Hopefully you can see how the largest clipper polygon divides the sphere into top and bottom, then two more divide it into quarters, then the smallest four divide those quarters in half.  This second sphere will have a 'depth' one-eighth that of the first sphere.  GPL will like this, and you will appreciate the frame-rate boost.

Obviously a sphere is an extreme example, but the same principle of dividing your object into pieces using clipper polygons is essential if you want optimized objects.

Here is a piece of terrain using clippers:

(on the left is the object in 3d, on the right is a top-down view showing where the clipper polygons divide the object)

Notice how the clipper planes cut at right angles to each other - ase23do will try and divide your object into pieces using the clippers in the best way possible, so this kind of object and clipper placement can be done without worry.  In this particular object, the horizontal clippers will be used first because they deal with a large proportion of the polygons without having to split any polygons.  Then the vertical clippers will be used to divide up the remainder.

You will get a feel for how the clippers work by noting the 'depth' and 'split polygons created' statistics in the ase23do window.  Both values should be kept as low as possible - Depth can crash GPL if it is over 50;  an ideal depth for a 100 polygon object is about 10-15.  Split polygons being created are a sign that ase23do is having trouble dividing your object into pieces, but they are inevitable.  You should only worry if they go over about 25% - e.g. a 100 polygon object becomes 125.  Even that isn't much to worry about, but 1000 becoming 1500 is cause for concern.

Polygon placement and Intersecting polygons

By designing your object properly, you will prevent it being turned into mush by ase23do.  

Single object only

When you have finished designing your object and are ready to export it, do the following:
Doing this helps ase23do greatly :)

Collision Volumes

**This only applies to ase23doc2**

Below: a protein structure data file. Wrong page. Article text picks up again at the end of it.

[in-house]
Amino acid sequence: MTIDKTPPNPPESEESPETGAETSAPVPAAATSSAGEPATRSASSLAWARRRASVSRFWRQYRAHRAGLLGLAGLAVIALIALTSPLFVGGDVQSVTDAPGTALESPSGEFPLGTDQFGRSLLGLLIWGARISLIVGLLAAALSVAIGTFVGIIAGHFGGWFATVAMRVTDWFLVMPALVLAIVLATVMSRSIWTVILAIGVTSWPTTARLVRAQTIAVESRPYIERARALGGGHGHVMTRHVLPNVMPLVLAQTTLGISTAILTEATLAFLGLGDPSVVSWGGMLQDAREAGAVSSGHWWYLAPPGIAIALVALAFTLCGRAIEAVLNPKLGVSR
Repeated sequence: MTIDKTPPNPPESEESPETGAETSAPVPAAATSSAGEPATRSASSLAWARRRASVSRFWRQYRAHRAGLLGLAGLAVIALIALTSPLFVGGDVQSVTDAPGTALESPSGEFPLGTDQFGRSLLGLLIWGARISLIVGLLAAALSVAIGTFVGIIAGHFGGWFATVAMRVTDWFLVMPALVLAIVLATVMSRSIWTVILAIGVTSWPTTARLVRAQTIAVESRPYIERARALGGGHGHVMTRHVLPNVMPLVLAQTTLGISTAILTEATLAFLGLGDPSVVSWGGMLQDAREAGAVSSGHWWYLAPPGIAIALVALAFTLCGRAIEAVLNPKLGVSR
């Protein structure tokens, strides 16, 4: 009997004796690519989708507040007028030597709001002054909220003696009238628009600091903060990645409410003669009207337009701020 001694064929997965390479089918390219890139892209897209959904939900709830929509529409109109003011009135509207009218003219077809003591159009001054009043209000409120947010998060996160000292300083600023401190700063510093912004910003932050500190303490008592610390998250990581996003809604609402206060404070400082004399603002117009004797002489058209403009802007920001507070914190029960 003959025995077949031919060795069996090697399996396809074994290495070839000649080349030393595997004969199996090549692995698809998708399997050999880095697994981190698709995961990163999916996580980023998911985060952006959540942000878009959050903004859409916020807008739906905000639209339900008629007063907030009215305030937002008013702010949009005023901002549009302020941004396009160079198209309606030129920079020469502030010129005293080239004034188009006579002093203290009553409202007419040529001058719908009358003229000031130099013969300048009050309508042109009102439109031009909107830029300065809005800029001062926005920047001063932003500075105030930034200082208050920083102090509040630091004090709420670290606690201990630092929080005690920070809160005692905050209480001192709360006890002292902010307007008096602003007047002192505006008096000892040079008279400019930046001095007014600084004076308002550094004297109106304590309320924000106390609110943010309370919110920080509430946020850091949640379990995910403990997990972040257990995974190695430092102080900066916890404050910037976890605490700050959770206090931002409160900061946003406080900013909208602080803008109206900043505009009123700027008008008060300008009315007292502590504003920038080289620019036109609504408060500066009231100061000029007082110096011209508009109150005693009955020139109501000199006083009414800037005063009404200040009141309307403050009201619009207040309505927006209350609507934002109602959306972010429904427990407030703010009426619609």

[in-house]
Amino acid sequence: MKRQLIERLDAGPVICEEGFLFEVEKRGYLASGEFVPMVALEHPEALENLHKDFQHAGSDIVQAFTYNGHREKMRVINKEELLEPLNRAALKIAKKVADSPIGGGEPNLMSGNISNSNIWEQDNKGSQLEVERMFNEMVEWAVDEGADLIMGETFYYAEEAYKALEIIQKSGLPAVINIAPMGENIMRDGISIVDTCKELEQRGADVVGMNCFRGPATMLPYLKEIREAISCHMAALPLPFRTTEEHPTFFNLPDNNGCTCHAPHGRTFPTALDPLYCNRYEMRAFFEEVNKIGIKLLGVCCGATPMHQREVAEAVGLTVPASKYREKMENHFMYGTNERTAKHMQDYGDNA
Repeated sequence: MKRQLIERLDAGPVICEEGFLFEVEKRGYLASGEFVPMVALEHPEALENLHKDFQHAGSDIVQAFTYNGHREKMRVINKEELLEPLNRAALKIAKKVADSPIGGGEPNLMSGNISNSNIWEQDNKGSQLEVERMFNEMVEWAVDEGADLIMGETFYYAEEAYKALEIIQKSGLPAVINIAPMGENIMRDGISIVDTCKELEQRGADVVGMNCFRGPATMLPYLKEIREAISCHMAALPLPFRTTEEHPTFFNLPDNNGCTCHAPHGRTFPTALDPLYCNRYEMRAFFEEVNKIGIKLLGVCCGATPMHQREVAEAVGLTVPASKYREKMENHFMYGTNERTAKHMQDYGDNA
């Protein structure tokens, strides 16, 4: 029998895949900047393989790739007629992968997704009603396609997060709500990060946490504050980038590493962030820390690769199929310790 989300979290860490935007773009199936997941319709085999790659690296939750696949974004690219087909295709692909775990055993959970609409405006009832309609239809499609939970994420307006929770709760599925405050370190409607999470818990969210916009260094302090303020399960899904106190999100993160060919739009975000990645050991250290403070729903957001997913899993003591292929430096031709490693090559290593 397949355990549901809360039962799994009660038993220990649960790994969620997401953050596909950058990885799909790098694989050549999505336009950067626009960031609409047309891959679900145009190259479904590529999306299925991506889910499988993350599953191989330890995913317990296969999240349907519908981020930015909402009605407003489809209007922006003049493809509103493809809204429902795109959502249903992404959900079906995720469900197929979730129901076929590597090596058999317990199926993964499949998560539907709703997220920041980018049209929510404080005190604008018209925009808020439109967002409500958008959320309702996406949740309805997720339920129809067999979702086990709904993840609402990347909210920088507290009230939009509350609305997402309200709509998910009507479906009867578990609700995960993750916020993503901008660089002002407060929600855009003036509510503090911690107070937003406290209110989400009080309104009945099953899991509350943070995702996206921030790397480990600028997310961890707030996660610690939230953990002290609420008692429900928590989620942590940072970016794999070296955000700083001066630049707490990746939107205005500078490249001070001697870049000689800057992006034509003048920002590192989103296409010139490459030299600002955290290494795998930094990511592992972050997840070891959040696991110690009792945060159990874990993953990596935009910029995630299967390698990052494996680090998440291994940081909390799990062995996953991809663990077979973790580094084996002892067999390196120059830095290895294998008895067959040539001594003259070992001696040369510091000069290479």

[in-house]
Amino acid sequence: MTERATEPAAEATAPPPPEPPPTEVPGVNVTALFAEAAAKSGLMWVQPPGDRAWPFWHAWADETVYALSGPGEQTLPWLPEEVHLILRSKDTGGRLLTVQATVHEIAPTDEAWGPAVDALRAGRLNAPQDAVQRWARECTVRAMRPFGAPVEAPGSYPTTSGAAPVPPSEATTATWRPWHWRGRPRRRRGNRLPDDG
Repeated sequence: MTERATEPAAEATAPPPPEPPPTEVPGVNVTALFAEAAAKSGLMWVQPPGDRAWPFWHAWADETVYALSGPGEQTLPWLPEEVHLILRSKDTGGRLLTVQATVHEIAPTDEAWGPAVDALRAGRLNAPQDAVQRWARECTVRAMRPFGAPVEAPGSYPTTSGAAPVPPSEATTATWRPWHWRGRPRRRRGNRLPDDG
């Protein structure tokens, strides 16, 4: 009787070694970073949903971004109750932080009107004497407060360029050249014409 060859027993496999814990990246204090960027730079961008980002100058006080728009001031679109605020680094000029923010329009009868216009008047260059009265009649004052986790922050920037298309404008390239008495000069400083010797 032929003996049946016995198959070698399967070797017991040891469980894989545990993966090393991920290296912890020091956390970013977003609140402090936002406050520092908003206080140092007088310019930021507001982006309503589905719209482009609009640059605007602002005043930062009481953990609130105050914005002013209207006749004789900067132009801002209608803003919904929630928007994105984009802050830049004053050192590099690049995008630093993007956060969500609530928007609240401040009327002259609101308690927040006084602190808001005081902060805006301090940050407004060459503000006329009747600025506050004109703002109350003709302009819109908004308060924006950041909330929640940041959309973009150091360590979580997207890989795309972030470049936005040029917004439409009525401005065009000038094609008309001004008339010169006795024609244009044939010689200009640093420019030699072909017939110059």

If you wish your object to be crashable, you must add collision volume(s) to it.   With 123do this is quite easy, but if you are using 3DStudioMax, you must add them manually.  Muahahaha.

Export your object to .ase

Open up the .ase file using WordPad or your favourite text editor (not a program that will add formatting.  Keep it plain text).

Right at the end of the file, you will be adding some lines.  The first line is


n is replaced with the number of volumes that follow.
Each volume consists of a number of planes (think of them as polygons) that define a closed region.  If you are creating a hay-bale, your planes will match up with all 5 visible sides (no need to define the bottom, unless you will be driving underneath the bale).

The next line is needed for each volume:


n is replaced with the number of planes that follow.
For each plane:

*COLLISION_PLANE type a b c d

type is the easy number - I normally use 3, which creates a hard surface.  There are many different surfaces, most of the useful ones are between 1 and 20.  If somebody has a list of these please send it !!!

Now for the complicated business

a,b,c define a unit vector which points out perpendicular to the plane (polygon).  A real world example would be a nice straight tree that is 1metre tall (the unit vector) on a flat piece of ground (the plane/polygon).

d is the distance from the origin (0,0,0) to the base of the unit vector.  

I recommend reading 3dos for dummies where the equations for working out all these numbers are detailed.

Or you could just use 123do for all your collision creating :)